Here is Freedom Mobile’s LTE network at its very best in downtown Toronto, observed by yours truly in the second SIM slot of his Band 66-compatible OnePlus 5. I’ve definitely recorded better download speeds on Bell/Koodo/TELUS in the same neighbourhood, but Freedom’s speeds—and the low latency in particular—is perfectly acceptable for almost anything you’d ask a modern smartphone to do.
But here’s the thing: in my three days of informal testing across the GTA that LTE signal was pretty hard to come by. More often than not I was stuck on HSPA+, sometimes even on (gasp) 3G!
Not only that, but I can recall two incidents in particular where Freedom let me down entirely: the first was in the parking lot at IKEA North York, where the latency was so bad that launching Google Maps yielded no traffic data; the second was in the basement of Hudson’s Bay Company at Queen and Yonge, where I was surprised to suddenly find myself with no signal at all.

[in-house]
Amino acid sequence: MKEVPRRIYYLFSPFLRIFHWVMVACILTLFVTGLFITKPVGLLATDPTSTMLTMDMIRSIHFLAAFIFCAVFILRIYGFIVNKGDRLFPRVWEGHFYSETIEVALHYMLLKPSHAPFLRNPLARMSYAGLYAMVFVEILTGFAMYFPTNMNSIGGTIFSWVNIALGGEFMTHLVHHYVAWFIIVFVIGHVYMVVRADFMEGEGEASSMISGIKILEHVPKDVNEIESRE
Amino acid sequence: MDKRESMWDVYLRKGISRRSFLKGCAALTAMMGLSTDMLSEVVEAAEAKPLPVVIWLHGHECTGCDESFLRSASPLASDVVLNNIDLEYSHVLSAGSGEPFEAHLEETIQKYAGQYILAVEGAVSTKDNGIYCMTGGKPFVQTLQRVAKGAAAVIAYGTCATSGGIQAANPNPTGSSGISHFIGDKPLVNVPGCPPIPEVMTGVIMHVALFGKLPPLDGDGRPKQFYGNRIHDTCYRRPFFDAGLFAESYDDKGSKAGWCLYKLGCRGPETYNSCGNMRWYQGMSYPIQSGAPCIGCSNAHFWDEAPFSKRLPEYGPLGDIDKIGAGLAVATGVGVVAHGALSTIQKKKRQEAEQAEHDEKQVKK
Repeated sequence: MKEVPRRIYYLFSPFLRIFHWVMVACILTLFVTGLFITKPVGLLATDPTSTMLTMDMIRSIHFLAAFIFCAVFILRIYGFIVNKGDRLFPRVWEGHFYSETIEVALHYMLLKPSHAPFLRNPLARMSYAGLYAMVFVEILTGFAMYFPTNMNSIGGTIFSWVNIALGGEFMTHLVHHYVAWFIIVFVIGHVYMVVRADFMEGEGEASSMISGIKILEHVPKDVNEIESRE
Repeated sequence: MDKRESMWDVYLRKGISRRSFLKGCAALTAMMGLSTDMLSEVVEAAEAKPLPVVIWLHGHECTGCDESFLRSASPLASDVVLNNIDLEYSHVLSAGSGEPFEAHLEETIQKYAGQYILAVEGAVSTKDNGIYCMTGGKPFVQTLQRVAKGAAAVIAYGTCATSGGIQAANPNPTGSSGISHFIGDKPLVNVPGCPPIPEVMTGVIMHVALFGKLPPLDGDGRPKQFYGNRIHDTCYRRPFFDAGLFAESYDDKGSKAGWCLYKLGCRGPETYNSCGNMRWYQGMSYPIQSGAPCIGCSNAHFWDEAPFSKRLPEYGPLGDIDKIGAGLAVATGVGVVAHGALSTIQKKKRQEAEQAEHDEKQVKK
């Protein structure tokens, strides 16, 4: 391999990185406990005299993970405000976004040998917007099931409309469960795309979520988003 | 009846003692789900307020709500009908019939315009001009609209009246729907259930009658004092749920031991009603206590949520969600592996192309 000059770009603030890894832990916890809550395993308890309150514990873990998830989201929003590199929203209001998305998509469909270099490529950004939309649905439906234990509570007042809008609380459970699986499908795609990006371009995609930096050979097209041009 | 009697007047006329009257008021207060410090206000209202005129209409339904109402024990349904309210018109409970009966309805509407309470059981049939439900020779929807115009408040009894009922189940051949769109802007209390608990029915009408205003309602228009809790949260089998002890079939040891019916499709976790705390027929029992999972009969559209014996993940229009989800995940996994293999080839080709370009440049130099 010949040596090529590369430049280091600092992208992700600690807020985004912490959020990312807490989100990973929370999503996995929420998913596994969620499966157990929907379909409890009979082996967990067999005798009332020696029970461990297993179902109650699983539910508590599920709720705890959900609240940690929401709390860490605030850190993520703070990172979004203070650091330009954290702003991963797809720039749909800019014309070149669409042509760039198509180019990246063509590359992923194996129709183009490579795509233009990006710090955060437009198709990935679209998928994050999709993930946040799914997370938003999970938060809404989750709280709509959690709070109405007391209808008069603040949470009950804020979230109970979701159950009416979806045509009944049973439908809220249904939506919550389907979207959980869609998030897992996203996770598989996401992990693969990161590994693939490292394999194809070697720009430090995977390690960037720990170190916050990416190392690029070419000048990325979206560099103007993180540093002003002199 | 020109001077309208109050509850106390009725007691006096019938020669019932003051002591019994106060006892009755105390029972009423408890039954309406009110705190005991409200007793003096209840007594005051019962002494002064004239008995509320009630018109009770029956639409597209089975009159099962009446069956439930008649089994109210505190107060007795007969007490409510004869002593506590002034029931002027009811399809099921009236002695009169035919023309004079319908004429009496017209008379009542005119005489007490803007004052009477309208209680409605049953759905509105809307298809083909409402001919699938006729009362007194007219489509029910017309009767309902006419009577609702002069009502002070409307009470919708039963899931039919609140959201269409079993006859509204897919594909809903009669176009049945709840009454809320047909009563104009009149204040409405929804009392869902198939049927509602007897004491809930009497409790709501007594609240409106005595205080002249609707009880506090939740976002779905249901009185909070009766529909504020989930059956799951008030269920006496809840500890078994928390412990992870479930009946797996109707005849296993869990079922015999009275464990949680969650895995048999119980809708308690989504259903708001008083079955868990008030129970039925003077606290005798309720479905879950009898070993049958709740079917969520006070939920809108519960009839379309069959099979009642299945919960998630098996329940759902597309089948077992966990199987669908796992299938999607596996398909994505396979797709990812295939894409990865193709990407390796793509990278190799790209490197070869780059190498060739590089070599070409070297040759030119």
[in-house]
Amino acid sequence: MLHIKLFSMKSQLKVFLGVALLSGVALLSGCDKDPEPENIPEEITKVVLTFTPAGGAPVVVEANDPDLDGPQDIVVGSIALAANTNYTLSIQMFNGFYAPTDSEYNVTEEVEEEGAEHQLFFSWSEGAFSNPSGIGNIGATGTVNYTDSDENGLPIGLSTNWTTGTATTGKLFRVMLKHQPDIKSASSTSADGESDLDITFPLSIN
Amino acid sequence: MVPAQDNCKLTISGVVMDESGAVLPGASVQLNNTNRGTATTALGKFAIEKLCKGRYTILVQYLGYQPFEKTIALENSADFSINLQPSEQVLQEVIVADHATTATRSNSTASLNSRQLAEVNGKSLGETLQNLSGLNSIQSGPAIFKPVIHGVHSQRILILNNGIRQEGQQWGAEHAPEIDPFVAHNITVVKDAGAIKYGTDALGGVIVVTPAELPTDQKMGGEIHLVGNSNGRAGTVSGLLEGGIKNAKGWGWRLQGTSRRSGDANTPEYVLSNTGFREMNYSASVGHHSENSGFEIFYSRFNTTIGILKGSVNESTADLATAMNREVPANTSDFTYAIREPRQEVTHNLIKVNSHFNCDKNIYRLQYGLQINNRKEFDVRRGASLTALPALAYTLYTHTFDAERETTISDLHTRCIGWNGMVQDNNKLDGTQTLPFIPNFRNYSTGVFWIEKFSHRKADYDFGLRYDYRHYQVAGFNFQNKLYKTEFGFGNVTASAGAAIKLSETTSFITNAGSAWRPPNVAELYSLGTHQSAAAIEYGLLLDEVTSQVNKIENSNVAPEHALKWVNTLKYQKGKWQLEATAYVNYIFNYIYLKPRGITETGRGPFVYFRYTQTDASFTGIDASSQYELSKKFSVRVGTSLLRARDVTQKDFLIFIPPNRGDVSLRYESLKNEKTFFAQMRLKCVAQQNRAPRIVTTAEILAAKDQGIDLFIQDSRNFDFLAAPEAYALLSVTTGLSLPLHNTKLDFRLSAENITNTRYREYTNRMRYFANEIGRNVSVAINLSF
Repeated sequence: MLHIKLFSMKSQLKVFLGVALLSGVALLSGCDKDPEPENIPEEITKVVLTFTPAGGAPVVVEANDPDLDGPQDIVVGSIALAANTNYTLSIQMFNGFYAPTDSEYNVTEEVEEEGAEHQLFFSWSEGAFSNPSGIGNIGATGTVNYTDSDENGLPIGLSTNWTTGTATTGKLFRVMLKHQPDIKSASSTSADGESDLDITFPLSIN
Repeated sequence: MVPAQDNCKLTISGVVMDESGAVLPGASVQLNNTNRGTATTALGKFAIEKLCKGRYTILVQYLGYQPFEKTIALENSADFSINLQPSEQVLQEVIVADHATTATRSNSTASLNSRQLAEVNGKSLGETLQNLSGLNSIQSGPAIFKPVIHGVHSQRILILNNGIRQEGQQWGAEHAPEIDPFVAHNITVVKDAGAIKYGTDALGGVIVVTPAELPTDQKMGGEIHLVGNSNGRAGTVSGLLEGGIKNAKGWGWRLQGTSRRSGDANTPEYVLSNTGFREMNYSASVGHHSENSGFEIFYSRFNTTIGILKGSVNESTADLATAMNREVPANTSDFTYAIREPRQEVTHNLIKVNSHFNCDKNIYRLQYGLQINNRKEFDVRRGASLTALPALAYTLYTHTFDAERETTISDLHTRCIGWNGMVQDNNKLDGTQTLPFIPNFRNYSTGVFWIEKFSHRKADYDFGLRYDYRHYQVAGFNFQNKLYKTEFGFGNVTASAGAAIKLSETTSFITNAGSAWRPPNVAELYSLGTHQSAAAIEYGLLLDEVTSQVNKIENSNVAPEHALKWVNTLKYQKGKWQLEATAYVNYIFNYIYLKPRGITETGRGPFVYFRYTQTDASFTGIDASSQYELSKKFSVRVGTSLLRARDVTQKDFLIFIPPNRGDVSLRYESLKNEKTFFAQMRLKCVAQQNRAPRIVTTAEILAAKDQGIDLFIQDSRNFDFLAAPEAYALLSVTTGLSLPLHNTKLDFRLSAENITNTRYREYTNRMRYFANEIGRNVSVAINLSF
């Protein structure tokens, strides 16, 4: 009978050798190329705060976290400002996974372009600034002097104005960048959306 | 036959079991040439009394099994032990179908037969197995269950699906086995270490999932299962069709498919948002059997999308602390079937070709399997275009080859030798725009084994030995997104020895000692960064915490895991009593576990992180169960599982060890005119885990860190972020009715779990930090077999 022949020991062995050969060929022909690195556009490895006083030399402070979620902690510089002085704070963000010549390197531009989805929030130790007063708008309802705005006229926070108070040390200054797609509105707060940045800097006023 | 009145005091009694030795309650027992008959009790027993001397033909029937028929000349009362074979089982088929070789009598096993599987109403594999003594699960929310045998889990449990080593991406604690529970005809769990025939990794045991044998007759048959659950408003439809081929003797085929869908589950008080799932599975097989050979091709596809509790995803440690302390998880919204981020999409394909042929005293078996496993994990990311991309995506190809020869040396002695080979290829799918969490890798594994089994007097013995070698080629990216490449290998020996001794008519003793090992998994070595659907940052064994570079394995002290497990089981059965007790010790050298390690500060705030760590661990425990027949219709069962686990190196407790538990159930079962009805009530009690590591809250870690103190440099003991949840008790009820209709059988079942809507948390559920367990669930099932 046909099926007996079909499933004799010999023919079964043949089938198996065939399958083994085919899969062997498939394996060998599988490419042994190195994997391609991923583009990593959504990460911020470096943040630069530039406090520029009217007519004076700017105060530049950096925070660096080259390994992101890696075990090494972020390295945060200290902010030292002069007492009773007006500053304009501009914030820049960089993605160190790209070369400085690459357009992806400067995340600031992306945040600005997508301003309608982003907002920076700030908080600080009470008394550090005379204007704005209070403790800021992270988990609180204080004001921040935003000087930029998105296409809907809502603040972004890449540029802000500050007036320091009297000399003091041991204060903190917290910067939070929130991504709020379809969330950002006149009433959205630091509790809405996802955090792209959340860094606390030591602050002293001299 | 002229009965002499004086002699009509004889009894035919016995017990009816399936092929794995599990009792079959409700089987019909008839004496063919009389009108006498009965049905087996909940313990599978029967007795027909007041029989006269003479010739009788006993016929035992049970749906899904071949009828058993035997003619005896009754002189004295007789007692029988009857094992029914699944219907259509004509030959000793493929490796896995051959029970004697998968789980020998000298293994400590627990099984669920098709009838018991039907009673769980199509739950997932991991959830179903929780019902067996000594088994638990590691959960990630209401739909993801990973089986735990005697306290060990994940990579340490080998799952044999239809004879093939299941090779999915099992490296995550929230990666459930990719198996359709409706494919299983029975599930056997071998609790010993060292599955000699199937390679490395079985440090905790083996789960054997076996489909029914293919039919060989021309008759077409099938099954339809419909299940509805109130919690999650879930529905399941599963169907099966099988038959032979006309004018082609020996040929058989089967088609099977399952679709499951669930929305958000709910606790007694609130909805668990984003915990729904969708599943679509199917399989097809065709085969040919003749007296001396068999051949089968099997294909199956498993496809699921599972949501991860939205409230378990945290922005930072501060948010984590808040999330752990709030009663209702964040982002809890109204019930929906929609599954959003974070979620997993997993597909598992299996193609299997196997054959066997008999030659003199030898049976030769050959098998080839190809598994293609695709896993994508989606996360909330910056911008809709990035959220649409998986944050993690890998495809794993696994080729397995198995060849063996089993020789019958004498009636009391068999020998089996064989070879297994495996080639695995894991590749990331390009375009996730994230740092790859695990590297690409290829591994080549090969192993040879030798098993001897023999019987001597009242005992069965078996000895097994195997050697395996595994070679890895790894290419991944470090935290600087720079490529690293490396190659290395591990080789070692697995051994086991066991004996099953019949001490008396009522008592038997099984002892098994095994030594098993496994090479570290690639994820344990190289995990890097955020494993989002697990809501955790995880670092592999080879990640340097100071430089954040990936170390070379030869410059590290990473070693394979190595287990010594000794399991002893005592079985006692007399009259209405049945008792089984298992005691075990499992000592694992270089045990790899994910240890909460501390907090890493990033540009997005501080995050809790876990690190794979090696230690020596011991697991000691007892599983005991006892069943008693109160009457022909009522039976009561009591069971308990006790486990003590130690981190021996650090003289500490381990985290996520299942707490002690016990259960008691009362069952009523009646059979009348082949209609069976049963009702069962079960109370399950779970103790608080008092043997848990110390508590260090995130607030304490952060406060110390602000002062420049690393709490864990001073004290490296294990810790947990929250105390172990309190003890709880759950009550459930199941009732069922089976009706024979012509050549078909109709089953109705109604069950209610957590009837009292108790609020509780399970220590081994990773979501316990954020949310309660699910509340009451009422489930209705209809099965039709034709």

The rest of the time data on Freedom was slow but serviceable. I did keep an eye on my phone’s status bar, and when a rare 4G signal magically appeared I immediately did a speed test, with results similar to what you see above. This may, of course, be an issue unique to my unsupported hardware. But a chat with a rep at my local Freedom outlet gave me the impression that the phones sold by the carrier exhibit similar behaviour.
I will never fault anyone for choosing Freedom Mobile to vote with their wallet; Canada’s Big Three carriers have been ripping us off for far too long. But while I’d definitely recommend an LTE upgrade to an existing user, I also think that any Big Three customer looking to jump ship is in for a disappointing ride.